Monday, October 17, 2011

The Strangeness of Walter De Maria

by Robert Boyd

Walter de Maria, Bel Air Trilogy (detail), 1955 Chevrolet Bel Air, stainless steel, 2000-2011 (from an ad in Artforum)

There is a strange exhibit of work by Walter de Maria up at the Menil Museum. De Maria is most famous for Lightning Field, a major piece of land art in New Mexico consisting of 400 stainless steel poles, arrayed in a 1 kilometer by 1 mile grid. The idea is that they would be frequently struck by lightning, but it turns out that lightning is not actually all that common where De Maria built Lightning Field.

This ironic non-functioning quality is also present in the three paintings in the show, the Statement Series. This consists of three enormous monochromatic paintings--red, yellow and blue--each with a stainless steel plaque in the middle. Each one has a gnomic statement engraved on it: "The color men choose when they attack the Earth" on the yellow, "NO WAR NO" on the red painting, and "YES PEACE YES" on the blue. The latter two seem utterly trite, while the first at least has some mystery to it. Collectively, they fail on all fronts. As personal expression, they seem simplistic and impersonal. As activism, they are utterly ineffectual. As argument, they are non-existent. Far from being powerful statements against war, they come across as pompous self-indulgences. Like a mammoth sculpture designed to be struck by lightning being placed in a location relatively devoid of lightning, these paintings are futile.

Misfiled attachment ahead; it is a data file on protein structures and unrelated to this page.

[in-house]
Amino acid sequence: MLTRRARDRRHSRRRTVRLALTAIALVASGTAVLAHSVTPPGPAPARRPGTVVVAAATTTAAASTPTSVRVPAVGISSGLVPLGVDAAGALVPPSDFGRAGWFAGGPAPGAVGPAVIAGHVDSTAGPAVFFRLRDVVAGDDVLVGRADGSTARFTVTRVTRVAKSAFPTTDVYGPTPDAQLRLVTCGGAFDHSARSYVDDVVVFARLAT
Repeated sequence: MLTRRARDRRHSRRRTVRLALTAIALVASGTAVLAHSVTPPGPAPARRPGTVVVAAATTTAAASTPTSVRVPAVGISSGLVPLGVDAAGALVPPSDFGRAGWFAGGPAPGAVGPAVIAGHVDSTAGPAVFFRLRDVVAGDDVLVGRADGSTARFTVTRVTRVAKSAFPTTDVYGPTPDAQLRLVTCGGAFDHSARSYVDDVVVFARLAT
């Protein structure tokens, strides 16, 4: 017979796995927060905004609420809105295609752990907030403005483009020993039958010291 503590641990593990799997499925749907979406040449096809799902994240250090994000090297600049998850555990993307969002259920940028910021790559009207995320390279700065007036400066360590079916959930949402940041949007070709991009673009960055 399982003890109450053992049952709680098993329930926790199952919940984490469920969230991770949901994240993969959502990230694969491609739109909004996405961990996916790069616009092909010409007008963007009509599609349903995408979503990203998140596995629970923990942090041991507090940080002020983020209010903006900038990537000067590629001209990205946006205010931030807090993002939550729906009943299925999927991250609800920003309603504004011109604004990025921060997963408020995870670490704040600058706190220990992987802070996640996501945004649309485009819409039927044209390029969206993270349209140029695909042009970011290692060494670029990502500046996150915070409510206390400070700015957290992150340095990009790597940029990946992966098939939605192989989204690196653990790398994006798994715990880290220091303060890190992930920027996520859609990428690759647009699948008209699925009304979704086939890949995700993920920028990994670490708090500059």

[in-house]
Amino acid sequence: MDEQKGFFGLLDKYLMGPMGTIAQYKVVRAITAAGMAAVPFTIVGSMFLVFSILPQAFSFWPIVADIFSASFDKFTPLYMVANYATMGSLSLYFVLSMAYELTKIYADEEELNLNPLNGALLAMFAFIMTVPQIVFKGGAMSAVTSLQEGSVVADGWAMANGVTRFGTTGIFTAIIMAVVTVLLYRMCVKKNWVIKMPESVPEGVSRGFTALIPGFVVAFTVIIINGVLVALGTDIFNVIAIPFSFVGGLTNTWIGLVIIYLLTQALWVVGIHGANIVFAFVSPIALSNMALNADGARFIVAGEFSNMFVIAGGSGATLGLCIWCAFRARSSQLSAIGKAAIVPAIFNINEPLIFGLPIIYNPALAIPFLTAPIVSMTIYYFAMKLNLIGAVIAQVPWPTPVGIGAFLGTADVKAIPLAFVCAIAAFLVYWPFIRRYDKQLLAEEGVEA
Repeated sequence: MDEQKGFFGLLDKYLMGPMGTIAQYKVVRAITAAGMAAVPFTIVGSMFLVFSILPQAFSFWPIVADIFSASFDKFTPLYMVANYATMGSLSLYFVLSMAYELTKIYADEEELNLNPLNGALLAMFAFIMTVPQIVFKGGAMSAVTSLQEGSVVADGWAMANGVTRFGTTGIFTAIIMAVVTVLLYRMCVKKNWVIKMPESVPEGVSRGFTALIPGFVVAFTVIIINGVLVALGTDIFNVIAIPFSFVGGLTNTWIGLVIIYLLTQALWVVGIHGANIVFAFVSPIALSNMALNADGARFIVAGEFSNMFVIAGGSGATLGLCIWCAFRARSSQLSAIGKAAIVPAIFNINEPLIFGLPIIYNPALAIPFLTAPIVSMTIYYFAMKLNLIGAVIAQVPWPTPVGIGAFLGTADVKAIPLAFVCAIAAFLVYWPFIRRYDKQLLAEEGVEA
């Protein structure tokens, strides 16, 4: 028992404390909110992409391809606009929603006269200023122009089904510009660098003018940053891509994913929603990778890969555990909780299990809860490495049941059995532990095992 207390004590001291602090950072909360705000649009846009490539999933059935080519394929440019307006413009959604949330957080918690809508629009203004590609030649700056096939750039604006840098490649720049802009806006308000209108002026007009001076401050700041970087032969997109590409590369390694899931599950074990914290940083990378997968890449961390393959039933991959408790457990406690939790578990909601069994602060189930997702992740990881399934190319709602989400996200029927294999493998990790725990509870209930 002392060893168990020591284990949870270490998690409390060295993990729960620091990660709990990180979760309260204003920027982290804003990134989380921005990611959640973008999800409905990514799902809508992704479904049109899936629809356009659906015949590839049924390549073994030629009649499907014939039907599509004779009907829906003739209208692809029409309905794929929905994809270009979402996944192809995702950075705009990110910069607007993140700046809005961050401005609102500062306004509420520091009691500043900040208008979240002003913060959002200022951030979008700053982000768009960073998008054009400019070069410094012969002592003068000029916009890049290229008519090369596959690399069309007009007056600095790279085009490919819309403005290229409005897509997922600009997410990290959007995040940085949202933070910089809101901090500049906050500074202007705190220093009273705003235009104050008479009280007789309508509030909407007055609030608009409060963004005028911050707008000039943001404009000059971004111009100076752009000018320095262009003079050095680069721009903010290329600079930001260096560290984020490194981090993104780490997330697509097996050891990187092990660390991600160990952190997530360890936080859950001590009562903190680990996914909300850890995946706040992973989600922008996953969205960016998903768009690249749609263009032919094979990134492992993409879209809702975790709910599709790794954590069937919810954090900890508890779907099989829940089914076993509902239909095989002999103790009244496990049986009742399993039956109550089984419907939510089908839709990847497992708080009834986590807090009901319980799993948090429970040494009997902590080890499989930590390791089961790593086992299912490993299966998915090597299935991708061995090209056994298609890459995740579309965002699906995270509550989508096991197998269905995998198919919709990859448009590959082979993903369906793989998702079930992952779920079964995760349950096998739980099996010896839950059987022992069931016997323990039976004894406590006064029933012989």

The second three-part piece, The Channel Series, is pretty enough--more stainless steel. Three shapes on the floor, a square, a circle and a triangle, made out of steel channel in which is a steel sphere which cozily fits into the groove of each. They look like they could be a game or part of a giant pinball machine. Their scale was relatively modest.

Which made it hard for them to compete with the Bel Air Trilogy--three cherry 1955 Chevy Bel Airs, each with a metal beam stuck through the front and rear windshields. The description makes one think of violence, like a car that has somehow run into a pole and gotten itself impaled. But that's not what you see when you got there, really. The stainless steel poles don't appear like they were rammed violently through the car--they seem, in contrast, to almost be floating. The effect is curiously magical.

Is Bel Air Trilogy self-indulgent? Absolutely. But it is beautiful to look at. Of course, most of that beauty comes from seeing these fantastic old cars. But the suspended steel beams add an otherworldliness to them. The sheer strangeness of it makes it all the more beautiful.


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